Battlefield: Hardline follows just one year after Battlefield 4, and Dead Space is nowhere to be seen. Is this indicative of wider changes in EA’s approach to triple-A?
I want to talk about EA for a minute.
I’ve made no secret of the fact that I’m pretty fond of EA. It makes a lot of my favourite games. Its executives are rad as heck. It is one of the most diverse employers in games, and given how homogenous the industry is, that’s really worth celebrating.
I watch what EA does with avid interest and the last few years have been fascinating. EA had a pretty tough time of it last generation thanks to the huge leap in development costs of the 2000’s transition and the growing importance of non-traditional businesses. The end result of this, from our perspective, was the closure of multiple studios, increasing emphasis on games-as-service and alternate revenue streams like DLC and microtransactions – and the exit of John Riccitiello, a man who had steered the ship through these troubled waters.
I miss Riccitiello. He was pretty fun, for a CEO, and while he was helmsman EA’s message was always clear: ramp up the digital side of things, double-down on EA’s talented studios, and keep building and capitalising on a diverse portfolio of IP. He was also a champion of Dead Space, a franchise which has a lot of significance for me personally.
Riccitiello’s message was always clear: ramp up the digital side of things, double-down on EA’s talented studios, and keep building and capitalising on a diverse portfolio of IP.
Dead Space 2’s launch party was the first event I ever attended as a VG247 staffer, and around this time Riccitiello made an appearance at an investment conference. Listening to him speak for the first time, I heard the same messages I would hear from him right through to his resignation. He copped to EA’s failures in the years before, and talked up his vision for its future: games as service, yes, but with the understanding that this digital dollar dream must be based on a line up of great games.
At the same conference, Riccitiello said that Dead Space was one of EA’s most important franchises. The second game saw 100% sell-through growth on the original in its first few weeks, and Riccitiello predicted a bright future for it – while acknowledging the time investment required to reach hit status. “It will probably take Dead Space 3 to get into that 5 million core,” he said.
While investors were initially keen on Riccitiello’s game-focused approach, they changed their mind. In the end, Riccitiello left EA because investors were unhappy with the company’s turnover. The publisher wasn’t making enough money to satisfy them. That’s something to think about when you complain about EA’s less salubrious tactics, isn’t it? That the executive who repeatedly said that great games were the foundation of the company’s future has been forced out for not making enough money by those who hold its pursestrings?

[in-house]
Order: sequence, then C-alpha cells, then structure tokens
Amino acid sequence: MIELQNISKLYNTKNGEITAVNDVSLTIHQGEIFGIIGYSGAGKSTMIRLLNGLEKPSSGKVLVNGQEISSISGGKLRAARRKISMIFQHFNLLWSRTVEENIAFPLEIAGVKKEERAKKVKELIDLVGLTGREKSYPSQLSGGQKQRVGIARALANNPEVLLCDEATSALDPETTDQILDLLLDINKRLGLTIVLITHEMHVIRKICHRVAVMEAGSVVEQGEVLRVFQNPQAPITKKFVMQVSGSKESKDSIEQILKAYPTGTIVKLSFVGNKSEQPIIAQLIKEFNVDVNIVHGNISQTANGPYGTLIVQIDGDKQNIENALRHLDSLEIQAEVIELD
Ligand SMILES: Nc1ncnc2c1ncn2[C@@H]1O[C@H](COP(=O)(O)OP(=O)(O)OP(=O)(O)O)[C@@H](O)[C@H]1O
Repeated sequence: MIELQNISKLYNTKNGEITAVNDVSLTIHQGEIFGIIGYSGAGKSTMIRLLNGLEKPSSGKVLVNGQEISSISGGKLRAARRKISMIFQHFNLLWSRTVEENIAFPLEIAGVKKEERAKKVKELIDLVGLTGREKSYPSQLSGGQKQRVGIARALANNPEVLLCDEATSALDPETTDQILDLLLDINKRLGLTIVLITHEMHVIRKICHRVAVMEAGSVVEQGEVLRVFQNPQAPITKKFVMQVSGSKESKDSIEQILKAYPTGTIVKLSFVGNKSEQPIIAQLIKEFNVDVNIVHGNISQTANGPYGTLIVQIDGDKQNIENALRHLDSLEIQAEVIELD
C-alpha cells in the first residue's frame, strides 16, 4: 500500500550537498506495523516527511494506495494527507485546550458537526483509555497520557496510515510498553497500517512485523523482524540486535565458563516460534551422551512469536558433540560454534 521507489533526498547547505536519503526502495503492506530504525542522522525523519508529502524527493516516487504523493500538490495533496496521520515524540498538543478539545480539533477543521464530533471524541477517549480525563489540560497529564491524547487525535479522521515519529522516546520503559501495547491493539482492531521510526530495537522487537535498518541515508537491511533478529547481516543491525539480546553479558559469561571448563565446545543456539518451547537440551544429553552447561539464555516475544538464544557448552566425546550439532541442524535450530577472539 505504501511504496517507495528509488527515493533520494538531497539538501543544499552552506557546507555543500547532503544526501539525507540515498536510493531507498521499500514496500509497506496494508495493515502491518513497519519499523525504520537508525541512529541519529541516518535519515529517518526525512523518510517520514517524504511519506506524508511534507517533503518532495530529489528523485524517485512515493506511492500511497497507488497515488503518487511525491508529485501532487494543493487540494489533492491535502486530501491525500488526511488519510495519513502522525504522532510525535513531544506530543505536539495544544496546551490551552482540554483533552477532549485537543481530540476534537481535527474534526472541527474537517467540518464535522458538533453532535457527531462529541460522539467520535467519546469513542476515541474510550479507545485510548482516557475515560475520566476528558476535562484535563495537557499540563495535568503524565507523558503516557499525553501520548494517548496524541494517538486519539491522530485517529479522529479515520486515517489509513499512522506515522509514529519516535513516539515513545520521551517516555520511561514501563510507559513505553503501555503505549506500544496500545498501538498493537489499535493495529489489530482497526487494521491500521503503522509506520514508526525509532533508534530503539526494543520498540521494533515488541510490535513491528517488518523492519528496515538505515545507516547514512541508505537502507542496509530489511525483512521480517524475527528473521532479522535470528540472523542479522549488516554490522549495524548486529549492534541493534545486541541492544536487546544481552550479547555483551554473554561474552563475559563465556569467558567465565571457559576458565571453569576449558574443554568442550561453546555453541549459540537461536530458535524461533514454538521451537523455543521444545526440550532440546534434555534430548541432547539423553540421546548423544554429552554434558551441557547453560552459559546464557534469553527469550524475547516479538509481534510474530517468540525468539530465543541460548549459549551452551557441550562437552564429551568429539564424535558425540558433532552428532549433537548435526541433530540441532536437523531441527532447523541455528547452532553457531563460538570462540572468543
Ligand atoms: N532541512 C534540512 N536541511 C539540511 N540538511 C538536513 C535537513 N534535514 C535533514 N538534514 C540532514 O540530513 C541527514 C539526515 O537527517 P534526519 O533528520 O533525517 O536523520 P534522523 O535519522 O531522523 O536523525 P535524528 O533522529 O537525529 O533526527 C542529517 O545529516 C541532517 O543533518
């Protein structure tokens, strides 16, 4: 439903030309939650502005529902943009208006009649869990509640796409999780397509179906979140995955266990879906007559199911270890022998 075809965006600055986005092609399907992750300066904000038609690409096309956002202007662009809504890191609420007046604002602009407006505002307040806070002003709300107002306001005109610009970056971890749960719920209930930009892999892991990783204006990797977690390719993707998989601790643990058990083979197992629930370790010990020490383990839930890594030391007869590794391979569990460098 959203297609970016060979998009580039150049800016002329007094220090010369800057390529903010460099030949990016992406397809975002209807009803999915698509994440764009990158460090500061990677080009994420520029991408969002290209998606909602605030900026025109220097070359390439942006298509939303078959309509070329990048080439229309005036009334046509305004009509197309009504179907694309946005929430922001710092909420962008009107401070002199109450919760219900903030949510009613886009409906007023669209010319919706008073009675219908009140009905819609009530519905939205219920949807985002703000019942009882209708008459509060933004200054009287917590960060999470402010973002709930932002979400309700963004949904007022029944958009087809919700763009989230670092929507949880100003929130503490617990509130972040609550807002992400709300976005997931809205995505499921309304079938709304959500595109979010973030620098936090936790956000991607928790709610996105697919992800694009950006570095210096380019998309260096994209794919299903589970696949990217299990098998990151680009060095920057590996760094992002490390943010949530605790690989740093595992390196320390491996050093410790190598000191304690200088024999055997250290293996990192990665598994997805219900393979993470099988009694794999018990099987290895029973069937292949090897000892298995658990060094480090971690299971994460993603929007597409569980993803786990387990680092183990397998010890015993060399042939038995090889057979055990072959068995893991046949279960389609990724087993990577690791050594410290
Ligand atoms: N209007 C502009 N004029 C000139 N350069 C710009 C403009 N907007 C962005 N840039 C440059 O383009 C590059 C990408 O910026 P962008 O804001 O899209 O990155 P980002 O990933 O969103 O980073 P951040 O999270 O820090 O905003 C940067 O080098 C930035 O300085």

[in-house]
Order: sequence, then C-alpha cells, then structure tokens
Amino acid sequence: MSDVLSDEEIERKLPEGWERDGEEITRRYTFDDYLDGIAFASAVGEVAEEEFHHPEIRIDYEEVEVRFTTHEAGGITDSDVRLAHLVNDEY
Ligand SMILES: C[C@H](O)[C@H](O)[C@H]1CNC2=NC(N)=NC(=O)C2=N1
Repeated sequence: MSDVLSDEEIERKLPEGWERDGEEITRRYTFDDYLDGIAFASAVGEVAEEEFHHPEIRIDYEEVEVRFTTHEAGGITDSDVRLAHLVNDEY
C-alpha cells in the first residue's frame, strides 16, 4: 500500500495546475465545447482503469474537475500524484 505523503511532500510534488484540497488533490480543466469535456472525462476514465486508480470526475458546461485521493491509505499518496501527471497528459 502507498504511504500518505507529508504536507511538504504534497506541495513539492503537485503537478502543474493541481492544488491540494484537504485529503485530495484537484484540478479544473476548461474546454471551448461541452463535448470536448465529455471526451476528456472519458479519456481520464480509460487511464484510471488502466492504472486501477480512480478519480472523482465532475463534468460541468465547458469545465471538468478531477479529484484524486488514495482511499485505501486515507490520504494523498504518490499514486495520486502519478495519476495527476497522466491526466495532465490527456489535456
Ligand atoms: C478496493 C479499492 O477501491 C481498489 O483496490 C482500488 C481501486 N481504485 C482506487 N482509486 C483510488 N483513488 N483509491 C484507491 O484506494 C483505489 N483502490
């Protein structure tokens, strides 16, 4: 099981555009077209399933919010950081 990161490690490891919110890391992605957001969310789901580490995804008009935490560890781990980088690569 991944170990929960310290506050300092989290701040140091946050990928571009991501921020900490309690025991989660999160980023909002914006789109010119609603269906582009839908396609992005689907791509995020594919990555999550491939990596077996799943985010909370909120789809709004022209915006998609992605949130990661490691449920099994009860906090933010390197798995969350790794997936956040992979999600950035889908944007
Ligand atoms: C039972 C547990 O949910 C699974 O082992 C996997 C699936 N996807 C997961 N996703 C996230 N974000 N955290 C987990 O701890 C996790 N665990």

From Dead Space to Battlefield: Hardline
Dead Space 3 made some changes to the series formula to date and fans were, predictably, not super happy about it. The problem with genres like horror is that they don’t sell; they don’t have the “5 million core” appeal that is required thanks to the incredible costs of triple-A development. So Dead Space, like any franchise aiming for longevity, began to metamorphose. This naturally puts off those who loved the original premise, and doesn’t necessarily pull in a slice of the required Call of Duty crowd.
Maybe EA was wrong to make the changes it did, or to push out a sequel so quickly – but it’s unlikely another core horror Dead Space game would have sold well enough to justify the ongoing investment in the franchise. We’ll never know for sure, but we do know that Dead Space 3 didn’t hit its sales targets, and there’s been no word of a Dead Space 4 beyond a vague promise that there’s “absolutely” a possibility of it happening.
Of course, that doesn’t mean one isn’t in the works, as EA hasn’t officially put the series on hiatus (as it did with Medal of Honor, for example), but developer Visceral Games is working on something else now – Battlefield: Hardline.
Visceral Games – formerly know as EA Redwood Shores – is an odd studio. Prior to Dead Space it had never worked on an original IP, and has been something of a jobbing team, proving itself with licensed games. While the team is undoubtedly stuffed with talent, I think it’s worth remembering that its second original property, Dante’s Inferno, went down like a cement pancake, and that it was behind Army of Two: The Devil’s Cartel, which – well. There’s probably a reason it exists, but we don’t know what that reason is unless EA needed to keep the studio occupied while it found something to replace Dead Space with.